A Case of Property Owners' Rights

July 20, 1994

In a model of compromise between a landowner and his NIMBY neighbors, the Howard County Board of Appeals has struck a just arrangement that will allow a Columbia couple to run a flea market on their 17-acre property in Elkridge. Owner Barry Mehta and his wife, Dr. Charu Mehta, want to operate the flea market for four years to finance the start-up of a retirement community at the site. Neighbors have objected, saying the flea market would draw traffic, noise and unwanted people to the area.

The Mehtas' tale offers little in terms of a twist to the classic tale TTC of a community's efforts to stop reasonable development within its midst. The Board of Appeals struck a fair balance between the Mehtas' interests and the community's concerns. A list of restrictions was imposed on the flea market operators, including provisions that allow them to operate eight months of the year, seek reapproval in 1995, pave or apply an asphalt preservative to the parking lot, build entrance and exit lanes, build permanent toilets and install a temporary snow fence.

That should keep the flea market from becoming too much of an eyesore. Recall that the site is not a pasture but the former home of the Elkridge Drive-In. The Mehtas' operation, while requiring a special exception, is not a huge departure from what was there before.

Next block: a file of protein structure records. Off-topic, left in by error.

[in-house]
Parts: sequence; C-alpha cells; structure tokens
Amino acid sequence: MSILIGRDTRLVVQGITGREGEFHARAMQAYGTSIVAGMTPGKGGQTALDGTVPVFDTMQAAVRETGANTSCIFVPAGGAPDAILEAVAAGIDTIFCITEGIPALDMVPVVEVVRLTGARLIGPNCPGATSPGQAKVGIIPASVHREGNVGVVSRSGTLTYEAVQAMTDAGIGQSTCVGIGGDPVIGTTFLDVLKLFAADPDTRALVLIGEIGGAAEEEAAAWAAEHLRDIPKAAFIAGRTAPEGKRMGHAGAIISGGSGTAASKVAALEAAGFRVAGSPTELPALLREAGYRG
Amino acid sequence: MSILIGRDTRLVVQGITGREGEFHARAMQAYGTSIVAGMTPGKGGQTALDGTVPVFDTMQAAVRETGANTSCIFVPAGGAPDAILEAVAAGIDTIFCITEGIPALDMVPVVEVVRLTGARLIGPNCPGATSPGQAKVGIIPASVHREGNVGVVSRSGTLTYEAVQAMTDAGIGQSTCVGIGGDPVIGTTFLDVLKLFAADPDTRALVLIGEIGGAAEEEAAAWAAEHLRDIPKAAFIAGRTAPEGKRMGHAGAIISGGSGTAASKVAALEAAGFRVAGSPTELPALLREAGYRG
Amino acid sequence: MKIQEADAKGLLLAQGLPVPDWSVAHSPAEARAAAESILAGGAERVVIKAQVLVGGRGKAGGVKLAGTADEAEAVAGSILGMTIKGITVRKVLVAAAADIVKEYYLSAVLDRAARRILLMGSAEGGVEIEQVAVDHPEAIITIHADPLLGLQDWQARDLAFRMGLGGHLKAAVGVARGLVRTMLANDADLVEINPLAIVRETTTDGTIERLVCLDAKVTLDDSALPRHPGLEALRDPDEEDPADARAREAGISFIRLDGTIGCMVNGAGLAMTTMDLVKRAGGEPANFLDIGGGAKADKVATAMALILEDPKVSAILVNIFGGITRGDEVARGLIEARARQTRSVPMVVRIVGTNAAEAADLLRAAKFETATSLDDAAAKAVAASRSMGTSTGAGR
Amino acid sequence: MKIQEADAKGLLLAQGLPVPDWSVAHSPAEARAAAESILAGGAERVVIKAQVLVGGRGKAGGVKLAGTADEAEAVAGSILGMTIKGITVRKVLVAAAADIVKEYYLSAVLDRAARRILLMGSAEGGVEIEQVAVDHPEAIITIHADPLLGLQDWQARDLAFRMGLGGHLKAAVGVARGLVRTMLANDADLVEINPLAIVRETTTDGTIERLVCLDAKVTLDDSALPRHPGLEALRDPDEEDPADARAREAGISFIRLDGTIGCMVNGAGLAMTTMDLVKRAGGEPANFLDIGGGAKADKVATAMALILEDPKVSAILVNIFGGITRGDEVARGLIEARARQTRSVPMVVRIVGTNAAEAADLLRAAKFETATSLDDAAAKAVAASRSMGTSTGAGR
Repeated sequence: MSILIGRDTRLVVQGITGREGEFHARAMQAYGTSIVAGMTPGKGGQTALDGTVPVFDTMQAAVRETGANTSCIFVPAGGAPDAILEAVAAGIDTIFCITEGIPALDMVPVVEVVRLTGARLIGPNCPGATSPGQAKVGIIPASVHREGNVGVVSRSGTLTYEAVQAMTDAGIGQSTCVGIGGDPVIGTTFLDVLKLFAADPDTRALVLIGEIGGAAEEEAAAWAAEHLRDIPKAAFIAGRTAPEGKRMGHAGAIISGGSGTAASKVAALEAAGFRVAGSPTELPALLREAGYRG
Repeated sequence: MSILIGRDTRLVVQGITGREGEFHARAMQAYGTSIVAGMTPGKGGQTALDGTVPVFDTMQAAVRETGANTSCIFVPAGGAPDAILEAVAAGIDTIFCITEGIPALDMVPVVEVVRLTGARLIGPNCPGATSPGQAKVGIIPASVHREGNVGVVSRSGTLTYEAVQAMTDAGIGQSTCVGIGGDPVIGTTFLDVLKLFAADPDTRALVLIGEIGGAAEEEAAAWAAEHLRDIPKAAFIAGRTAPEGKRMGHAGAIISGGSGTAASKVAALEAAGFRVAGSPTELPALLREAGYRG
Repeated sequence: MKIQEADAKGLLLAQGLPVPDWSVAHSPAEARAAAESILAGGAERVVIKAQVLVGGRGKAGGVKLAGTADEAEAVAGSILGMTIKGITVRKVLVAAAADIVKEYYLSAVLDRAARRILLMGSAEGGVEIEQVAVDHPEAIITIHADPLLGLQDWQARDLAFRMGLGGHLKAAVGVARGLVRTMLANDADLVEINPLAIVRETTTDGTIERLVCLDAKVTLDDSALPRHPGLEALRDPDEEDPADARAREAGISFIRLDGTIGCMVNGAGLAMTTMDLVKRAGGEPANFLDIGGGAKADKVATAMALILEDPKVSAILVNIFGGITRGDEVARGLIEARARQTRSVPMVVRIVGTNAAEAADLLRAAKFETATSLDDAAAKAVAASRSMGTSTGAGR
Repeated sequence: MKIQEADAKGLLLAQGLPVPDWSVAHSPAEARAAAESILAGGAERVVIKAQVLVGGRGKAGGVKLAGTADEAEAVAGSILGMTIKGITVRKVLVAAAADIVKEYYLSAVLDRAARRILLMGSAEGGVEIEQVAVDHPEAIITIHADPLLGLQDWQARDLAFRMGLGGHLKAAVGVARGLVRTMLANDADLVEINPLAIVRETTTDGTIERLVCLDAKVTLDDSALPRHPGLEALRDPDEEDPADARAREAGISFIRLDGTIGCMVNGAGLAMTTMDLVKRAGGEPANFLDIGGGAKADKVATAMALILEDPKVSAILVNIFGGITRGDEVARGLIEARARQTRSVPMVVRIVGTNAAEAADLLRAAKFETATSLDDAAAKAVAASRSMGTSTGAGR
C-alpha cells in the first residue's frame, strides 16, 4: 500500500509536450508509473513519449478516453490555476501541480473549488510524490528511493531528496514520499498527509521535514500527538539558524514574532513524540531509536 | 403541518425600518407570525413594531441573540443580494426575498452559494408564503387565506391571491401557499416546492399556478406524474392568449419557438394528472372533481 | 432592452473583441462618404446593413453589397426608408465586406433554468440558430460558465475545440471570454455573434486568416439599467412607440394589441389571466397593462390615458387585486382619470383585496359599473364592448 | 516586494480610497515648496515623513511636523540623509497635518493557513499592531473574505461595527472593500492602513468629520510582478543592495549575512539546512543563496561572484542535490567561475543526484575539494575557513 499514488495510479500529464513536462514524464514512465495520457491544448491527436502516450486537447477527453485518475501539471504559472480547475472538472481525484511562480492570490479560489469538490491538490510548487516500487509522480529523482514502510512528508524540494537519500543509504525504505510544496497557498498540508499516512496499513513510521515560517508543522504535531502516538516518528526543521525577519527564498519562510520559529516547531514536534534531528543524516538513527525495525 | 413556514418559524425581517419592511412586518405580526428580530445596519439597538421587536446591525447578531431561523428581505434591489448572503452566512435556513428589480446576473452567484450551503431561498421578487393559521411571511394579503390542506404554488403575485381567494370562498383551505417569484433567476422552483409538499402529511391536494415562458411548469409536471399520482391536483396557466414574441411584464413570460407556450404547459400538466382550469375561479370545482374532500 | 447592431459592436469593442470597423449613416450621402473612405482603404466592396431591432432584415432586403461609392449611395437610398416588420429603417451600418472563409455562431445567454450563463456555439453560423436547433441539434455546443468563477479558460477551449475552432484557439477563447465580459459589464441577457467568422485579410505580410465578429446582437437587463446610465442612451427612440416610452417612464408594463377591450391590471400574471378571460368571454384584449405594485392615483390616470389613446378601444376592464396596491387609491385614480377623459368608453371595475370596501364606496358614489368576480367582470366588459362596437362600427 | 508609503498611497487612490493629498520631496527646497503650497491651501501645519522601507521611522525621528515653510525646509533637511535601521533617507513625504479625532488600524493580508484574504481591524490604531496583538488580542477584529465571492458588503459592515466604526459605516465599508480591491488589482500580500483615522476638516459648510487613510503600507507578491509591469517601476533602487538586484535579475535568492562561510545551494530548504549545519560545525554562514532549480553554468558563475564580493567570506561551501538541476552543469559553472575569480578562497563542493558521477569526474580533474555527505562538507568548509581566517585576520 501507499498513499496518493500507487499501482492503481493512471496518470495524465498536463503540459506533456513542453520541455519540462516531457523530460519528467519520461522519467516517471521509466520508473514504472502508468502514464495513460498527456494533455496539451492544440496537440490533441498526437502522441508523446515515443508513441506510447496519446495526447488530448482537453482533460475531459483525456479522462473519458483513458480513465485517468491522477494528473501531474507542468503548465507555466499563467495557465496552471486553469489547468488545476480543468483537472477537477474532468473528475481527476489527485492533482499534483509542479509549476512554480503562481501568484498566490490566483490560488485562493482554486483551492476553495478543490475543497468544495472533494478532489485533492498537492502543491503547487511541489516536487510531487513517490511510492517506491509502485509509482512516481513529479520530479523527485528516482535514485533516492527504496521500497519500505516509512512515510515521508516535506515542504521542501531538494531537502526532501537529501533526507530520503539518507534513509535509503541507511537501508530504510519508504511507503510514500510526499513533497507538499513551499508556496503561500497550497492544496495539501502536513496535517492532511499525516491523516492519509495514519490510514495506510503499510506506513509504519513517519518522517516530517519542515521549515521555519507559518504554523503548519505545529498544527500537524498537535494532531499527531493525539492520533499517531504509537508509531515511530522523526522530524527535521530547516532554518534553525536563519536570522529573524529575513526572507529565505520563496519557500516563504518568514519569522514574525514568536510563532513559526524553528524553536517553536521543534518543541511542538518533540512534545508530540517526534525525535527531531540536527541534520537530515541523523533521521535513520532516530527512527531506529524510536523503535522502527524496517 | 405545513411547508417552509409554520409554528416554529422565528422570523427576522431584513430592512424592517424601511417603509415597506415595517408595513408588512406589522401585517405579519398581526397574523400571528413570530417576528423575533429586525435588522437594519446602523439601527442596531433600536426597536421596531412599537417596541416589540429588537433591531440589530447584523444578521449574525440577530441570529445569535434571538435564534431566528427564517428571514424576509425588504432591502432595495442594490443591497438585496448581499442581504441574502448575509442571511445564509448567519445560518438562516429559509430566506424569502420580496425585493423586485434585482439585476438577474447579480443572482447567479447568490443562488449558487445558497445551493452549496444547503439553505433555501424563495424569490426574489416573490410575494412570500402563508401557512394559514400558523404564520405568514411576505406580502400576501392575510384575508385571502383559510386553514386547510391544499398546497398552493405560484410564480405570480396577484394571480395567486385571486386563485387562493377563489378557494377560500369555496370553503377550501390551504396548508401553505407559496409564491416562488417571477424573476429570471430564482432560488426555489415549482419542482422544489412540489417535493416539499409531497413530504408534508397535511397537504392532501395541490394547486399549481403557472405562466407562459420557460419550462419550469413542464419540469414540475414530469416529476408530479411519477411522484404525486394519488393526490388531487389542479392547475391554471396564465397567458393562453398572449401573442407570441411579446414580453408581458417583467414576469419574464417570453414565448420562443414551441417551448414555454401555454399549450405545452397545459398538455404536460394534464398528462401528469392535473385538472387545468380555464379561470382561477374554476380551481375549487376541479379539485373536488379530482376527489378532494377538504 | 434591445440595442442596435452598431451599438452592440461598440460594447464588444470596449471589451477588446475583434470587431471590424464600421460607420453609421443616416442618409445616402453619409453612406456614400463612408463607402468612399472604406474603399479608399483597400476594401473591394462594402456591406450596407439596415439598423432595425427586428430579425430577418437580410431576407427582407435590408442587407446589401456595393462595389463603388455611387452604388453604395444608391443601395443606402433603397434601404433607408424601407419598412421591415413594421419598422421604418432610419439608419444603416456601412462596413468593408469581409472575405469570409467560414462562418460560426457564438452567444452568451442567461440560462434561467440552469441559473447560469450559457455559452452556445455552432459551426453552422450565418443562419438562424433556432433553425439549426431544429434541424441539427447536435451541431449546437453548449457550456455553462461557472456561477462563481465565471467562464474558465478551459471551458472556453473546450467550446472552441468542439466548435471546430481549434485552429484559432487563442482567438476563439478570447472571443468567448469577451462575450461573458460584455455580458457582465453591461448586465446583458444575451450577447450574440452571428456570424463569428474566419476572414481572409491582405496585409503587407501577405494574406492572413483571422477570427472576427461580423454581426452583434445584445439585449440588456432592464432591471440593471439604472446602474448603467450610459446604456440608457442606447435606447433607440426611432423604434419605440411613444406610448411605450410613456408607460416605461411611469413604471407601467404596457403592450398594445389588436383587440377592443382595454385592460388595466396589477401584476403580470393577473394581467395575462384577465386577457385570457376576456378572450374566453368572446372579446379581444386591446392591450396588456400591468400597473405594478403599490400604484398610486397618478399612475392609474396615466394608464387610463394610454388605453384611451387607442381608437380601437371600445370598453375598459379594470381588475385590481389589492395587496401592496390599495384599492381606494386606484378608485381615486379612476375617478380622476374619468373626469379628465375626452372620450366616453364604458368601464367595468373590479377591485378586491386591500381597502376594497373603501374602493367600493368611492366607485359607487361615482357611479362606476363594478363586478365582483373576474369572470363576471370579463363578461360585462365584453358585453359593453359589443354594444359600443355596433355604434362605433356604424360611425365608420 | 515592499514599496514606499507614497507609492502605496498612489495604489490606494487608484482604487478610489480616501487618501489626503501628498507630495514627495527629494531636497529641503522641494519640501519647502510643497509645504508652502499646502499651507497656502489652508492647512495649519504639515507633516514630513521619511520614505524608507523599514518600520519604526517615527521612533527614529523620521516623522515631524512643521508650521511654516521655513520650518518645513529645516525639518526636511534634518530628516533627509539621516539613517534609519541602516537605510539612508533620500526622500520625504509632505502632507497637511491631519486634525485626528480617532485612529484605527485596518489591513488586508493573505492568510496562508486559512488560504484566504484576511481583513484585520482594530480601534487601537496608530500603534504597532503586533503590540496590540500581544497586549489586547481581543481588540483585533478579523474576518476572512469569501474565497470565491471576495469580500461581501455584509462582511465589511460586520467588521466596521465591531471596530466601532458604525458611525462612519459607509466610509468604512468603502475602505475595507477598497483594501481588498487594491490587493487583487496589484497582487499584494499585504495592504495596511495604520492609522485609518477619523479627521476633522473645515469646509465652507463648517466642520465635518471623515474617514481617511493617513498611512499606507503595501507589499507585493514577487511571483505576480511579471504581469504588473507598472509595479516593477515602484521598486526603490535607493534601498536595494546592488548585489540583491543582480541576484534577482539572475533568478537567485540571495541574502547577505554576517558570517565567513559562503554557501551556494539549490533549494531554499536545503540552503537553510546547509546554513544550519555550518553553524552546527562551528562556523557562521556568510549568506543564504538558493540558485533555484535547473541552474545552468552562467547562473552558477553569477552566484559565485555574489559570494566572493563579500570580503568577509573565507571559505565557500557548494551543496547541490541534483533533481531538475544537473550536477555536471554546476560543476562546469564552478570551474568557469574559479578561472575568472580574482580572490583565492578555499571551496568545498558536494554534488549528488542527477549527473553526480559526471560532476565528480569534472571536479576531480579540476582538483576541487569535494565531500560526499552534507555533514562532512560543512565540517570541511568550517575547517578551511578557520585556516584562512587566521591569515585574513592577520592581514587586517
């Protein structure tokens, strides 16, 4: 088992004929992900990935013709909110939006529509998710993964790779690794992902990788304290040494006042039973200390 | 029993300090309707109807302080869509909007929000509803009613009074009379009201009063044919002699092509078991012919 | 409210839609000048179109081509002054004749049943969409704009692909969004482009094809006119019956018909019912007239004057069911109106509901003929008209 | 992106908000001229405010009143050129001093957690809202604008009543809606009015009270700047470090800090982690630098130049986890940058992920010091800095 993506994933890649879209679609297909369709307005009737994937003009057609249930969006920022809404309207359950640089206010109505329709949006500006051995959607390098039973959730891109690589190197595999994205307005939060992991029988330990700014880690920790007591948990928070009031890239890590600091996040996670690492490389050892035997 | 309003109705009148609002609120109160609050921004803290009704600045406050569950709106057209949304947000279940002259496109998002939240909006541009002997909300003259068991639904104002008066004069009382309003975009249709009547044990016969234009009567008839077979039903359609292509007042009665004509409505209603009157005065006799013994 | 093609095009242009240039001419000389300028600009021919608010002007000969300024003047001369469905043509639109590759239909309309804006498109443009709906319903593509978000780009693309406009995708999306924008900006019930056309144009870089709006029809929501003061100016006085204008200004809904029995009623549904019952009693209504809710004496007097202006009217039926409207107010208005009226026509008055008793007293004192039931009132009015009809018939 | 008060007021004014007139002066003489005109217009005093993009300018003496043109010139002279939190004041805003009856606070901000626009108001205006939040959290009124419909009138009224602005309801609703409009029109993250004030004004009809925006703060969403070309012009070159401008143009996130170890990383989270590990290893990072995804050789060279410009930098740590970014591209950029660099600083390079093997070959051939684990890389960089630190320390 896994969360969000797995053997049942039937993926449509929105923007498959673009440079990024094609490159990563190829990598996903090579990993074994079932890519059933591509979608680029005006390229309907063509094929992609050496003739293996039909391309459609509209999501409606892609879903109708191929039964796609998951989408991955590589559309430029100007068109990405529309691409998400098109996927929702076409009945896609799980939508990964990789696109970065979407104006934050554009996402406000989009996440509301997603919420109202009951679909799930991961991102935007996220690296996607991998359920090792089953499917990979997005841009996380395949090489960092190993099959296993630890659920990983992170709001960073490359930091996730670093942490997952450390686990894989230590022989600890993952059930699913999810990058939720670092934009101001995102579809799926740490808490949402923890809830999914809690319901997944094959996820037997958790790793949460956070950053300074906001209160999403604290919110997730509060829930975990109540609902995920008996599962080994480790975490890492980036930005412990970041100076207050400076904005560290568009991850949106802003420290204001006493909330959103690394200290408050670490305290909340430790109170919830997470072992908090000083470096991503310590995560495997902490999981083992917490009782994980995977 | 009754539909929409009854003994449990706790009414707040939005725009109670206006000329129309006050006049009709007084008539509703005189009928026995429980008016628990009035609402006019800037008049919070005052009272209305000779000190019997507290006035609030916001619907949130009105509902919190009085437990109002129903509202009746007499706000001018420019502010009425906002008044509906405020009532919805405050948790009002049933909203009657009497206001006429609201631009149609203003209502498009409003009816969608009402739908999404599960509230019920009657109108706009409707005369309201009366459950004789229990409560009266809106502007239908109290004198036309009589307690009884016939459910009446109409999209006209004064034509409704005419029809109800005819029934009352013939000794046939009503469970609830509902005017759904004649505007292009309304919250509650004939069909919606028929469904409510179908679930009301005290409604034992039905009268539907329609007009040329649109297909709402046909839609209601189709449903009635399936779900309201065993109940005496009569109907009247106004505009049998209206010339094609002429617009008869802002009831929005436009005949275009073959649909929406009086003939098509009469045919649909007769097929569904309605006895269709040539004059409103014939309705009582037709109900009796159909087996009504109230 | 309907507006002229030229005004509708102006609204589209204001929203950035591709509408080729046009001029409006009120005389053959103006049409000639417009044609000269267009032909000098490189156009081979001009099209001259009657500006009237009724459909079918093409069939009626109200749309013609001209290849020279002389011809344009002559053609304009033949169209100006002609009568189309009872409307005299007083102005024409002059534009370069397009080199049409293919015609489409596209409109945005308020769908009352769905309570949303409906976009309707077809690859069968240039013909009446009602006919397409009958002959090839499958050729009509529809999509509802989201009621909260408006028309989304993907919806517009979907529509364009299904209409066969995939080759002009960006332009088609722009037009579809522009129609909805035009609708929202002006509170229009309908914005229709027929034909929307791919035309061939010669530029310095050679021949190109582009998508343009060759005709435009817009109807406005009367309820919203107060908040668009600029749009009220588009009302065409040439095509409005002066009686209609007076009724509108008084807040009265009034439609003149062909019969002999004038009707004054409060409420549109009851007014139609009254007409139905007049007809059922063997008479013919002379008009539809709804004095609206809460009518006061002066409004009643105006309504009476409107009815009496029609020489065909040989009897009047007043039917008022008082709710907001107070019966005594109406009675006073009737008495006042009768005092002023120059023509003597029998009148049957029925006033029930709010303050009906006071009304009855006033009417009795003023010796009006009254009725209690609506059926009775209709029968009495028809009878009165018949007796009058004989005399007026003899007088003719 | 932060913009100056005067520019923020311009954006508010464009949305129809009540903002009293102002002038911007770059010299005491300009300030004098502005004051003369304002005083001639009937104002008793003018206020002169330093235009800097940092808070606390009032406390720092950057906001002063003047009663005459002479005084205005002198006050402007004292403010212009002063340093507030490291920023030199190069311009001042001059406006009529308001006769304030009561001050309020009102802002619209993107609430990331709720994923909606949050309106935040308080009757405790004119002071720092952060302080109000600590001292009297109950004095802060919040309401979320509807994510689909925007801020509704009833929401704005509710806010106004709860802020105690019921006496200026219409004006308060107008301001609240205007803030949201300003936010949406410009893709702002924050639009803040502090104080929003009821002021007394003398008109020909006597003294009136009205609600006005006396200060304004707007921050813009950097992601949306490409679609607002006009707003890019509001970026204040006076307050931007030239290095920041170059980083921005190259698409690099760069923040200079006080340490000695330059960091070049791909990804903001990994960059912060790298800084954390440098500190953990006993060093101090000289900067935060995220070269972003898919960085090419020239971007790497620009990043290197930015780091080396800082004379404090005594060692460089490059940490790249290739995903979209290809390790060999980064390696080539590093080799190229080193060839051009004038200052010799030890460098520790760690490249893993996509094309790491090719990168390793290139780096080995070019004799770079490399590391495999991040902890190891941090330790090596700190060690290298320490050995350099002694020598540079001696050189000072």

Moreover, there is a cause that is driving the Mehtas that the Elkridge community would do well to remember. Not only does the couple plan to use the proceeds from the flea market to finance the retirement community, they also want to donate money to local charities and Grace Episcopal Church in Elkridge. Efforts should be taken to make sure those promises are more than self-serving.

Not surprisingly, some residents feel the restrictions do not go far enough. Undoubtedly, they will be the ones to monitor the operation to ensure that it runs properly.

A community's interests in maintaining and even upgrading its surroundings are justified. But they must be balanced with decisions that allow property owners reasonable development rights. The Mehtas' flea market will not be incompatible with the surrounding community so long as it remains a temporary fixture serving a greater long-term purpose.

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